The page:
Both romantic comedy-drama and homage to the golden age of the Hollywood musical, writer-director Damien Chazelle’s La La Land is rooted in the present, yet imbued with a timeless quality.
As it opens, Sebastian (Ryan Gosling) and Mia (Emma Stone) meet confrontationally in a Los Angeles traffic jam and go their separate ways, not realizing how much they have in common. They are two among thousands of young L.A. denizens struggling to make it in showbiz. He’s a frustrated jazz pianist, talented but committed to a traditional style that can’t earn him a living. She’s a barista and wannabe actress who can’t get beyond soul-crushing auditions and an alienating Hollywood scene.
They cross paths again when Mia is lured into a restaurant by an affecting musical performance. She finds Sebastian at the keys, submerged in a free-form jazz piece that’s too off-script for his boss (J.K. Simmons). She wants to compliment him but he brushes her off. It takes one more chance meeting for a mutual attraction to emerge from beneath their bickering repartee, and it’s brought to life in the song-and-dance number “A Lovely Night.” Romance blooms but gets complicated as R&B singer Keith (John Legend) persuades Sebastian to join his touring band the Messengers, and Mia makes one last play to jump-start her thespian dream. She and Sebastian come to realize that given the demands of their career goals and budding relationship, something’s got to give.
Chazelle, 30 at the time of filming, proved to be one of the industry’s most exciting young talents with 2014’s Academy Award-winning Whiplash (shot by Sharone Meir) — also a music-themed project, though in essence a psychological drama. For La La Land he teamed with director of photography Linus Sandgren, FSF, appreciating the latter’s work with director David O. Russell on American Hustle and Joy. They hit it off in their initial meeting.
“Damien is a strong storyteller, and he’s very clear when he describes his vision,” recalls Sandgren on the line from London, where he is shooting Lasse Hallström’s period fantasy The Nutcracker. “[Damien] is also a director with a big, romantic heart. I especially fell for his sincere love for classic cinema filmmaking, and for the original music for the film [by Justin Hurwitz, Benj Pasek and Justin Paul] that he played for me. I was surprised by the melancholic theme, and could immediately sense how this would impact the emotions of the story and make it a very different [kind of] musical.”
In a separate interview, Chazelle says, “One of the things I love most about Linus is that he has an old soul. He’s in love with analog filmmaking, celluloid, Technicolor and old lenses. And yet he has this youthful energy and a tech-savvy brain that’s all about finding new ways to do things. That epitomizes where I want this movie to live. I’m trying to hark back to certain old traditions but hopefully show you something you haven’t seen before.”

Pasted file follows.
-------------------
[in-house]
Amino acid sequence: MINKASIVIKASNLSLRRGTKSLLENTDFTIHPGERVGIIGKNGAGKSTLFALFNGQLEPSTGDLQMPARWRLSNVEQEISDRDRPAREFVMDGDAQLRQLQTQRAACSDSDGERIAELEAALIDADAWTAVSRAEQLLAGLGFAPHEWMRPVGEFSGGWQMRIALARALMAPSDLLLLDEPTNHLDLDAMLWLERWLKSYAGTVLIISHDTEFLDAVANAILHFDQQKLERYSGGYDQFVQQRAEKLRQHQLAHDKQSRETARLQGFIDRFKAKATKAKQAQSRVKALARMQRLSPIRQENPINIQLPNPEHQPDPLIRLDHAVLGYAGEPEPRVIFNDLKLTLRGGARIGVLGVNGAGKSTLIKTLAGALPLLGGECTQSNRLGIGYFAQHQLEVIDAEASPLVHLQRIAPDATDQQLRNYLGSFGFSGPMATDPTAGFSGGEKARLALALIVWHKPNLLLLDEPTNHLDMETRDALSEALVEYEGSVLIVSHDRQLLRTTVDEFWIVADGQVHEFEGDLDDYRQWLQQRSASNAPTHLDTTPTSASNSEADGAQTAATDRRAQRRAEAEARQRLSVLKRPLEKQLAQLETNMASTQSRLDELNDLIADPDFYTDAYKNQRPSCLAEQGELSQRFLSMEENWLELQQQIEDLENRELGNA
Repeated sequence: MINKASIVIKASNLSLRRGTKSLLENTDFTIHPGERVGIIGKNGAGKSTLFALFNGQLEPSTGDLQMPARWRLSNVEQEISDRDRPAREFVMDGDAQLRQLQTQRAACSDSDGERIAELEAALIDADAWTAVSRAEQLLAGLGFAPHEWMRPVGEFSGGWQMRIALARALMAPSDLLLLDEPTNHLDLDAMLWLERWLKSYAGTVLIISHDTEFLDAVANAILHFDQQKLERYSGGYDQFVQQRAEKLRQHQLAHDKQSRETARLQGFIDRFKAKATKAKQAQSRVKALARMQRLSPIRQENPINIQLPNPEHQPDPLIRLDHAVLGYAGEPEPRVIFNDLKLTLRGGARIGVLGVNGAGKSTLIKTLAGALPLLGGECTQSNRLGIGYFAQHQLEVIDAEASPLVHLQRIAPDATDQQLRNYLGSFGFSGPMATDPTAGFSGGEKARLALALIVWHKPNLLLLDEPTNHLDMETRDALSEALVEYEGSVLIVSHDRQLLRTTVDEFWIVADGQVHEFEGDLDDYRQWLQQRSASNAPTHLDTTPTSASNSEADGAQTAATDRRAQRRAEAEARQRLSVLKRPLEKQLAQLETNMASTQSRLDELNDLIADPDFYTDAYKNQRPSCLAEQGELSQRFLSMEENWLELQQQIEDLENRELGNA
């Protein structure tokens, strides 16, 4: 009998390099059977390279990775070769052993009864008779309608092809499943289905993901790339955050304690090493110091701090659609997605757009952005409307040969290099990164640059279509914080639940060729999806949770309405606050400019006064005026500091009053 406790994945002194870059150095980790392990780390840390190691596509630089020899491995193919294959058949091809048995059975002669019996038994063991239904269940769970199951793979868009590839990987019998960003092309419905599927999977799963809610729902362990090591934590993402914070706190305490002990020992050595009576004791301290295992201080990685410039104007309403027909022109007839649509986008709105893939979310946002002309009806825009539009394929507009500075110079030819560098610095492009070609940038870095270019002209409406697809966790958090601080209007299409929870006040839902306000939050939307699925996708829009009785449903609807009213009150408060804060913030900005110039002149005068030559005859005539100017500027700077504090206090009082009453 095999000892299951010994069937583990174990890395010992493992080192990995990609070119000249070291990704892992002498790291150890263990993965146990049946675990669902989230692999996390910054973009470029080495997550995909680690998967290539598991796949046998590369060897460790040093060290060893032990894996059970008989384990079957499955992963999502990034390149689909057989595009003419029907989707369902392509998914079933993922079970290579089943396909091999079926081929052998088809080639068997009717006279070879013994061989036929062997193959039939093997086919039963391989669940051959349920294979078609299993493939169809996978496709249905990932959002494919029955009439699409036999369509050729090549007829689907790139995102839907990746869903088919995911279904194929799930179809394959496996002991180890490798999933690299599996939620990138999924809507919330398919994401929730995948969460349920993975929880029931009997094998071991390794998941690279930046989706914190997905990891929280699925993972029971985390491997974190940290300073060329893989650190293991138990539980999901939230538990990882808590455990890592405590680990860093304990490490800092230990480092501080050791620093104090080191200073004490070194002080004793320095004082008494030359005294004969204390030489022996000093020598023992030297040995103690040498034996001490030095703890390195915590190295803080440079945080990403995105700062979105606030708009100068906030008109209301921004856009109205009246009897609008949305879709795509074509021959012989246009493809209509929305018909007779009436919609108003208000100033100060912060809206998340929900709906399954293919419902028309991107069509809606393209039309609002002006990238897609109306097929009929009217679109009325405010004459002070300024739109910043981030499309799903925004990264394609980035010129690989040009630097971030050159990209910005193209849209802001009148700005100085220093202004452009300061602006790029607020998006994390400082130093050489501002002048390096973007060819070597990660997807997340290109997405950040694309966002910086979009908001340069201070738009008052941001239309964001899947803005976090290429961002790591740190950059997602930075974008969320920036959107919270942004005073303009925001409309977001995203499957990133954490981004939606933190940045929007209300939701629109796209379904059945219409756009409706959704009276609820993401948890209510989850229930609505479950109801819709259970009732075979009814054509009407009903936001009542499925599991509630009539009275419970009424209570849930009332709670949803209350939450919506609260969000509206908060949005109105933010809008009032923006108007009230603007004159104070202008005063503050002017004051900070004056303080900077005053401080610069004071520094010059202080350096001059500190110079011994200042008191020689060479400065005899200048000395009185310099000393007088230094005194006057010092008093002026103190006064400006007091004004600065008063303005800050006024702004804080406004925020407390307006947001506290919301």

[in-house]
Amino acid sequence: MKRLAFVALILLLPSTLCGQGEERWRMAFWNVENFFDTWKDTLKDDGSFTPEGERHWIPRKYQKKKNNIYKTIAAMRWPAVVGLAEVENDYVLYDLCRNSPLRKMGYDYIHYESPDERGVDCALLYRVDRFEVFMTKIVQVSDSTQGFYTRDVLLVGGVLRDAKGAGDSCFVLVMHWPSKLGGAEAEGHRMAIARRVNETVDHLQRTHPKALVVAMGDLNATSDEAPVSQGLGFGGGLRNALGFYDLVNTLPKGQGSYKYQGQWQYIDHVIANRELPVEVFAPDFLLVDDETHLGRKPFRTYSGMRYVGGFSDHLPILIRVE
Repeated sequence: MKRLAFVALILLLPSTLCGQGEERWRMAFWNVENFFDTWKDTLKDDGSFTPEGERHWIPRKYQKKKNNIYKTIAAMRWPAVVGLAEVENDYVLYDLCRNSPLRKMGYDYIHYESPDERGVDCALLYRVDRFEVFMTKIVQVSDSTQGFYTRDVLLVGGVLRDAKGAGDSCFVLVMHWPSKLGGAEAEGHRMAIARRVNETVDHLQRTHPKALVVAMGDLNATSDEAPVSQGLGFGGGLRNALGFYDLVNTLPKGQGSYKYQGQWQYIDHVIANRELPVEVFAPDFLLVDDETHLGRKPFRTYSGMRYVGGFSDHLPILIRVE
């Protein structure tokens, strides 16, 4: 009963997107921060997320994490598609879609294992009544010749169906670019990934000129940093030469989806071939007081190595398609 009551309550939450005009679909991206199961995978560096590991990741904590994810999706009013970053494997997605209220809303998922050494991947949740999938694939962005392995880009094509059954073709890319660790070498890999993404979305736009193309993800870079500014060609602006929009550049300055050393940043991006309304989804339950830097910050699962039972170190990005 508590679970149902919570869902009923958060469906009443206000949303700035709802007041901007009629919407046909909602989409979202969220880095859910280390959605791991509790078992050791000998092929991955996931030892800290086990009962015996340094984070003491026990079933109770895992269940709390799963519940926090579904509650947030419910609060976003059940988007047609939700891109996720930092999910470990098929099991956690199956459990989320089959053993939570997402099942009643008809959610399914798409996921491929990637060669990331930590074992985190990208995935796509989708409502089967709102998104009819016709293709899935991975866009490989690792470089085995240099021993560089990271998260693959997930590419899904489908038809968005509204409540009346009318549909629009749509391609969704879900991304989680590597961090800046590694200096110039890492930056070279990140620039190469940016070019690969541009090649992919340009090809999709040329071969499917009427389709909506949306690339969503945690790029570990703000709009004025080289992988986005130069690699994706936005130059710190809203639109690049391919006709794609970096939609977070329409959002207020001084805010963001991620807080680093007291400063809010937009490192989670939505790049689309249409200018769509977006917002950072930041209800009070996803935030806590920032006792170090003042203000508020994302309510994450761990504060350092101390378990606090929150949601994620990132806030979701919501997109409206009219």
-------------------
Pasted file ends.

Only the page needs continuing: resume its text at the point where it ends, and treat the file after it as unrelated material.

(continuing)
The director screened musicals for the crew to get them into the intended spirit. He cites influences from 1930s-1960s Hollywood, noting, “That tradition of musicals composed directly for the screen — where there’s interplay among music, image, story, character and dance — was magical. La La Land started with this idea of taking that style of storytelling and applying it to a modern setting.”
“Damien wanted to show the blue nights and twilights of Los Angeles — maybe they’re not always like that, but you might remember them that way — and those beautiful old gas-style streetlights from some parts of the city,” Sandgren says. “We also both loved Los Angeles’ grittiness. Lincoln Boulevard might be considered ugly, but we love its telephone poles at magic hour.” He adds that production designer David Wasco, whose L.A. projects include Pulp Fiction, “shared his great knowledge of the city of Los Angeles, and presented his brilliant designs and visions for the sets with great passion, and we had a very tight collaboration on the colors of the film.”
The filmmakers made a concerted effort to shoot just before or after sunset for many exterior shots, such as when Sebastian, high on new love, walks alone on a pier; when the couple strolls together across a bridge; and when, toward the beginning of the film, they dance in the hills overlooking the city.
Though the movie’s retro feeling certainly served as motivation for capturing on film stock, analog is Sandgren’s general preference for his projects. “Film has so many expressive forms,” he says. “When you choose from Super 8mm, 16mm, 35mm and 65mm, you have more variety of looks than by shooting digital and trying to tweak later in post. We all know how little time we have in post, and adding looks at that point is always scary to me. It’s great to capture in camera if you can, and more economical. When we watched the dailies we fell in love with the colors we got and that’s the general look we kept.”